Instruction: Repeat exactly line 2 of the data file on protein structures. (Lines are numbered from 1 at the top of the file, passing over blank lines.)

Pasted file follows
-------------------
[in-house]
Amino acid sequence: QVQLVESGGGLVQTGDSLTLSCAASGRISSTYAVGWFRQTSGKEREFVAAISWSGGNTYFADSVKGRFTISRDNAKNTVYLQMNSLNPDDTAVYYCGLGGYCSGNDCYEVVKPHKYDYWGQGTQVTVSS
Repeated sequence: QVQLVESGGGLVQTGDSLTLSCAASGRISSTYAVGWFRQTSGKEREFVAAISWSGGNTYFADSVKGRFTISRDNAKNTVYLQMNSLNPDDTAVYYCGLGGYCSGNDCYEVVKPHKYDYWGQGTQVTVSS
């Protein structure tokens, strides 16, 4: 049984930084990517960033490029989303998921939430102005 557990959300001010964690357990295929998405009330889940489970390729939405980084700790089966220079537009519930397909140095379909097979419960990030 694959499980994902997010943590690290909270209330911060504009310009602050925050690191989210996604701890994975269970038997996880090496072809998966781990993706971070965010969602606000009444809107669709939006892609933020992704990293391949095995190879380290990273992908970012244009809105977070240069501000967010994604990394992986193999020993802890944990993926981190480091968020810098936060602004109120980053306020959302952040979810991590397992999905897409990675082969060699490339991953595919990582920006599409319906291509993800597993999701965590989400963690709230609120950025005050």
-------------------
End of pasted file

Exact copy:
Amino acid sequence: QVQLVESGGGLVQTGDSLTLSCAASGRISSTYAVGWFRQTSGKEREFVAAISWSGGNTYFADSVKGRFTISRDNAKNTVYLQMNSLNPDDTAVYYCGLGGYCSGNDCYEVVKPHKYDYWGQGTQVTVSS